By Mary Johnson, editor
The Social Security cost-of-living adjustment (COLA) for next year is likely to be the highest seen by retirees since 1982. Based on the most recent CPI data through August, I estimate that the COLA will increase Social Security benefits by 6%-6.1% in 2022. This would be the highest increase that I’ve forecast in more than 26 years of working as TSCL’s point person on COLAs. There’s a 15% chance that the COLA could go lower than 6%.
A 6% COLA would raise an average monthly benefit of $1,554 by about $93.20. That’s a huge difference from the $20 per month that the 1.3% COLA raised the same amount in 2021. But the 2022 increase is sorely needed after retired consumers have been faced with soaring costs this year, coming right as the COVID-19 caused recession severely impacted the savings of many retired households.
Despite the prospect of getting a high COLA in 2022, many of you still feel you’re in bathtub with a drain that’s stuck open — money goes out as quick as it comes in.
TSCL has been getting plenty of comments about soaring costs and what that’s doing to your standard of living, your health, and your peace of mind. For anyone retired prior to 2010, a 6% COLA will not make up for 12 years of stagnant growth in Social Security income due to an average COLA growth rate of just 1.4%. Twelve years is half of a typical retirement period.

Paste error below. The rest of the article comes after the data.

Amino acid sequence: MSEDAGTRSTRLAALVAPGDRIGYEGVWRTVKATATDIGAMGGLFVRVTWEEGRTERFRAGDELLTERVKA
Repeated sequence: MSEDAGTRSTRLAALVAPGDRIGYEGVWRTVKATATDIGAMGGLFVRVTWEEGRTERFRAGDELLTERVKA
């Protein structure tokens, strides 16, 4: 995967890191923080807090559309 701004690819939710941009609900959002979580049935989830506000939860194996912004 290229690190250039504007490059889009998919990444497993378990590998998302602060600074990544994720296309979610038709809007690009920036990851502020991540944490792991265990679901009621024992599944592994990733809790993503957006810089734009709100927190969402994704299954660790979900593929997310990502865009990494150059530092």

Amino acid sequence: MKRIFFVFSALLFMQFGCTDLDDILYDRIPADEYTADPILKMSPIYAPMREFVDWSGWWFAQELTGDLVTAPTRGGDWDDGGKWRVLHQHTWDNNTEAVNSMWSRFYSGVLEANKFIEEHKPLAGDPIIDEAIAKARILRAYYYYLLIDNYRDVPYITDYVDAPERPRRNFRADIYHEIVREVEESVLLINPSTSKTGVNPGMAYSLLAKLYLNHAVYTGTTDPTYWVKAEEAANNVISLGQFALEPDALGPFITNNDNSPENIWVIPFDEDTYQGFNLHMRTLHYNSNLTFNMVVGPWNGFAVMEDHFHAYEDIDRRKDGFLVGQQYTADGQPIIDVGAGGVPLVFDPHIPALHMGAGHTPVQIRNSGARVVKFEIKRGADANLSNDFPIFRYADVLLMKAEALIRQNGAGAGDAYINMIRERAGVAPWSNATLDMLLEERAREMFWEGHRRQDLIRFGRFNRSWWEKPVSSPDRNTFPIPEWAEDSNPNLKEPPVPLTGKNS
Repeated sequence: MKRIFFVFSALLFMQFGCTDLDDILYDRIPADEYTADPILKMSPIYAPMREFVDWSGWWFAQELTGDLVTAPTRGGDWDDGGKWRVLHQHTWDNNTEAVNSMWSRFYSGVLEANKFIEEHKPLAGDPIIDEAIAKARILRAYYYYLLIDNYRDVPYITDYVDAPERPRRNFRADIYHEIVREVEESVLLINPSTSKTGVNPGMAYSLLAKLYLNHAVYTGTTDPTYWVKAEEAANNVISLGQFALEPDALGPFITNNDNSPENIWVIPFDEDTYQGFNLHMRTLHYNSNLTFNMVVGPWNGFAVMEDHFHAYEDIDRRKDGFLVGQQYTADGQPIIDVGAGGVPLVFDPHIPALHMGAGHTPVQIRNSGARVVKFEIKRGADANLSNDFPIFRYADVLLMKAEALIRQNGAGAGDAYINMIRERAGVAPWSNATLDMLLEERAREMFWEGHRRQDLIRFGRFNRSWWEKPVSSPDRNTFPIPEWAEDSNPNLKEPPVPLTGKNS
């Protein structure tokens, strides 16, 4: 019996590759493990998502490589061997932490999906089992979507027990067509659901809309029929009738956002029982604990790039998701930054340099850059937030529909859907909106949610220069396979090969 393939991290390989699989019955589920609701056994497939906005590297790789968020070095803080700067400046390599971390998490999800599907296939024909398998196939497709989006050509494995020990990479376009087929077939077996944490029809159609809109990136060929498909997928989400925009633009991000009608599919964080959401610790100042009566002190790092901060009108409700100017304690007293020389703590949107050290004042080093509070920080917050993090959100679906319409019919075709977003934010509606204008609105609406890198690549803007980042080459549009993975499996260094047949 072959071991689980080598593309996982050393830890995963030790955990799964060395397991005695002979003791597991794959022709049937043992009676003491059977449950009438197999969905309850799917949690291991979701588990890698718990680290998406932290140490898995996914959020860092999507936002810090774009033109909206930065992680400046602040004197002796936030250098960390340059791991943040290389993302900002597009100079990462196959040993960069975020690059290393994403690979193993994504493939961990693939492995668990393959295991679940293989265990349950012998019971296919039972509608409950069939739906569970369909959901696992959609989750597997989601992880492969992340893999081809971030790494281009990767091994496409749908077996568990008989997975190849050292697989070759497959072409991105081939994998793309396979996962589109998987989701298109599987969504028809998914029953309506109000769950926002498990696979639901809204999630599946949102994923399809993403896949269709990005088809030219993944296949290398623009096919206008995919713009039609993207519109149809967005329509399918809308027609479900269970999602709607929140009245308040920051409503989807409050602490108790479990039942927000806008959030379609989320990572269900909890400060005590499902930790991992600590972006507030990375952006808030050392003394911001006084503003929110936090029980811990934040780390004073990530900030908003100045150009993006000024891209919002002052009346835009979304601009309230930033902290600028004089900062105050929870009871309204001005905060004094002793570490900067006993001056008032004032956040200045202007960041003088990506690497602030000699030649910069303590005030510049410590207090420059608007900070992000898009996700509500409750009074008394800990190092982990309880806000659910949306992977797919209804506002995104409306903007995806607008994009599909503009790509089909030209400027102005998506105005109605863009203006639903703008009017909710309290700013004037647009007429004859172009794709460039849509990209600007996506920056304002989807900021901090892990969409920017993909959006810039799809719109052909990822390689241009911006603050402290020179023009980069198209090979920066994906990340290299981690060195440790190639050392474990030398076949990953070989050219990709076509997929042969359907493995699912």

The extra benefits are needed, and badly, just to cover essentials like food, healthcare and housing costs. Our new Retirement Survey recently asked “Which of the following financial actions have you taken during the COVID-19 pandemic? (March 2020 to present.) See the following chart:
Financial Actions Taken by Retirees During COVID-19 Pandemic March 2020 to Present
|Spent emergency savings||35%|
|Made changes to retirement savings investments.||19%|
|Drew down retirement savings more than usual.||19%|
|Visited a food pantry or applied for SNAP benefits.||20%|
|Provided room and board, childcare or other assistance for adult children and grandchildren.||14%|
|Applied for assistance with heating and cooling costs.||9%|
|Went back to work or took a new job.||10%|
|Applied for Medicare Savings Program or Extra Help to assist with medical or prescription drug expenses.||9%|
|Refinanced a home mortgage.||10%|
|Applied for pharmacy assistance program for one or more expensive prescription drugs.||8%|
|Applied for rental assistance.||4%|
There is still one more month of consumer price data to come in before the COLA increase for 2022 will be announced by the Social Security Administration in mid-October. Stay tuned to the news to see how close our 6% - 6.1% estimate comes to the actual increase.